"None of this was an obstacle to Oz, who declared it to be the newest panacea for weight loss, using words like “magic”, “staggering”, “unprecedented”, “cure” and “miracle pill”. He concluded his episode with an absurd “trial” in two audience members who took the supplement for five days. One reported a two pound loss, the other, a six pound loss. In doing so he illustrated one of the worst ways to evaluate a weight loss supplement: short duration of use and informed by anecdotes. It served as nothing more than an extended advertisement for the product."

"AFS subsequently sold 500,000 bottles, apparently at $50 each. And that’s how a chemist and psychologist in Pennsylvania came to be the authors of a bogus clinical trial of green coffee bean, driving millions of dollars in sales for AFS."

This is not just academic - people are putting their health on the line, for the sake of these products.

"In a hamfisted attempt to address the criticism of Oz’s first episode on GCB, Dr. Oz revisited the topic in a follow-up episode, which he called The Green Coffee Bean Project... Based on the Vinson study, Oz designed and conducted a clinical trial of green coffee bean on his studio audience... Oz didn’t obtain ethical approval to conduct the trial... Daytime TV trumps research ethics."

Oz has prior experience of doing research, and yet he's quite willing to churn out this shit. That says something about his ethics, doesn't it.

"When Dr. Oz arrived to speak at Senate hearing into weight loss scams in hearings led by Senator Clair McCaskill, he probably wasn’t expecting to be verbally disemboweled on television."

"If you haven’t watched the hearings yet, the best and smartest summary on Oz and supplements in general came from John Oliver."

"In May of this year, the FTC announced it was suing a Florida-based company (Applied Food Sciences) for its promotion of green coffee bean... Not only was the advertising misleading, but the trial itself was fraudulent" due to known data-corrupting techniques, and outright lies.

"In an amazing display of handwaving and fingerpointing, the two hired “authors” are now blaming the sponsor for the validity of the data. No apologies for the serious ethical lapse of pasting their names on research they didn’t even conduct. And yet they blame the sponsor, who was the manufacturer, who should be last group with any involvement in the data collection and analysis."

They were willfully complicit in research fraud (and yes, it really  is that) and yet they think they can pass the buck. Yes, AFS were responsible for the bullshit data, but they were responsible for making it look good, and thereby making it publishable.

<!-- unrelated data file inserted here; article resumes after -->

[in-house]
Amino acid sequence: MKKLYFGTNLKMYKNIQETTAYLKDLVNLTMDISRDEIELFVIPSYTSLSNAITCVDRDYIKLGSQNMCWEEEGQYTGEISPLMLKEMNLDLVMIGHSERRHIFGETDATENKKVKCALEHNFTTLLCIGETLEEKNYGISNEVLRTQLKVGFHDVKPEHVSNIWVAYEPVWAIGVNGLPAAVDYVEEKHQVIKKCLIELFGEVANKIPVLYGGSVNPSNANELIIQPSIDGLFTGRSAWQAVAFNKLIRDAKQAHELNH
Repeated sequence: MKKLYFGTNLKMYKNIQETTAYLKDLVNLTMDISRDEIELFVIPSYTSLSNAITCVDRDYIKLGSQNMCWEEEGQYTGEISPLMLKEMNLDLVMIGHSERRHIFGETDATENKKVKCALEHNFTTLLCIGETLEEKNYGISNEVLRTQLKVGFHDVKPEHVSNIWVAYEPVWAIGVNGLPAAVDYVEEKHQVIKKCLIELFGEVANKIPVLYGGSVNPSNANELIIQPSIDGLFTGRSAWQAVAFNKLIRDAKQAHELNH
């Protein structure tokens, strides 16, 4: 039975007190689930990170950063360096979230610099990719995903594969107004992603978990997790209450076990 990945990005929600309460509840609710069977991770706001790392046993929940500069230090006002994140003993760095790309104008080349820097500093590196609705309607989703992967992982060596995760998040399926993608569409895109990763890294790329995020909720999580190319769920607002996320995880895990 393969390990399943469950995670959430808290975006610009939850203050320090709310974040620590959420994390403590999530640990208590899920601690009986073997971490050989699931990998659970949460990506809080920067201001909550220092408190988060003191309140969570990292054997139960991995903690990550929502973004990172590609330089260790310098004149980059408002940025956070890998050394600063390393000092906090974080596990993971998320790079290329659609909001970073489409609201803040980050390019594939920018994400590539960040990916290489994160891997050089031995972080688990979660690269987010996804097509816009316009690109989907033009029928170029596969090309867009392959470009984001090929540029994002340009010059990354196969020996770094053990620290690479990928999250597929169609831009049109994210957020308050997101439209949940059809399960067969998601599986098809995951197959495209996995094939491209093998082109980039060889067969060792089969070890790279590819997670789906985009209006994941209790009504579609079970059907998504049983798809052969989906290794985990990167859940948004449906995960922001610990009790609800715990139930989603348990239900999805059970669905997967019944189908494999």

"Yet there seems to be no stopping Dr. Oz. The miracles continue, even after his Senate smackdown. I’m heartened by medical students like Benjamin Mazer, who is determined to go after Dr. Oz by asking his medical regulator to take action against him. Is the Dr. Oz strong enough to deflect a regulator? Time will tell."

"So how does one avoid the next miracle cure? It’s what Dr. Oz actually admitted to under Senate questioning: There are no miracle pills that replace a proper diet that includes calorie restriction. The facts of weight loss aren’t catchy, but they are based in reality, not hype."

Eat a healthy, balanced diet; and burn as many calories as you consume. There's no other way.

Or go all vegan-zombie and just eat 'grains, grains, grains...' :-D

And here's another interesting thing from Science Based Medicine. Go on, read it yourself... :-P

'Mirror Neurons and the Pitfalls of Brain Research'


The 28th of October 2014 marked the 100th anniversary of Jonas Salk's birth. He was every bit the stereotypical scientist - a dark-haired, bespectacled, white lab-coat-wearing, pale-skinned man - everything feminists hate! As creator of the inactivated polio vaccine (IPV), Salk seemed a miracle-worker to people of the 1950s - more than 3000 people had died, and 20000 people paralysed, in a poliomyelitis (polio) outbreak in 1952, 3 years before his vaccine became available. Most of the victims were children. A century on, and epidemiologists are seriously considering global eradication of the disease. His area - vaccination - takes the 'prevention is better than cure' mantra and makes it reality. Truly, a hero of our age.

The 23rd of July marked the 15th anniversary of the Chandra X-Ray Observatory's launch into outer space. And this beautiful, purple picture had its 15th anniversary on the 30th of October: 6 hours of the Hydra A galaxy cluster

In other news:

Autists have indistinguishably different neuroanatomy to non-autists, according to a meta-analysis pooling information from 18 different neuroimaging studies. It's most powerful message, was that the 'accuracy' of the component analyses could be increased by lowering the sample size! This is not a good thing. usually, you see more, the harder you look - not less. This study suggests that  previous reports of highly accurate ASD ‘diagnosis’ on the basis of brain structure, were false positives caused by small sample sizes. There are hundreds of tiny studies declaring anatomical differences, which are contradicted by this study, but remember that anatomical differences are not functional differences (a point raised in my last mini-essay on brain types) and functional differences are clearly present (and indeed the defining features) in autism spectrum disorder (ASD).

Anti-corruption investigators in China have taken a haul of 200m yuan (£20m) from the home of the deputy chief of the National Energy Administration's coal department. There has been a big drive, in China, to counter intra-government corruption, and the State has sentenced more than 13,000 officials for corruption and bribery in the first nine months of 2014 alone. President Xi has warned that his campaign against corruption will target both "tigers" and "flies", indicating that no-one, not even senior party members, are exempt from the crackdown. China might have more to deal with; but isn't it interesting that so-called 'western' nations seem perfectly happy to tolerate corruption; especially via the revolving door between the public and private sector.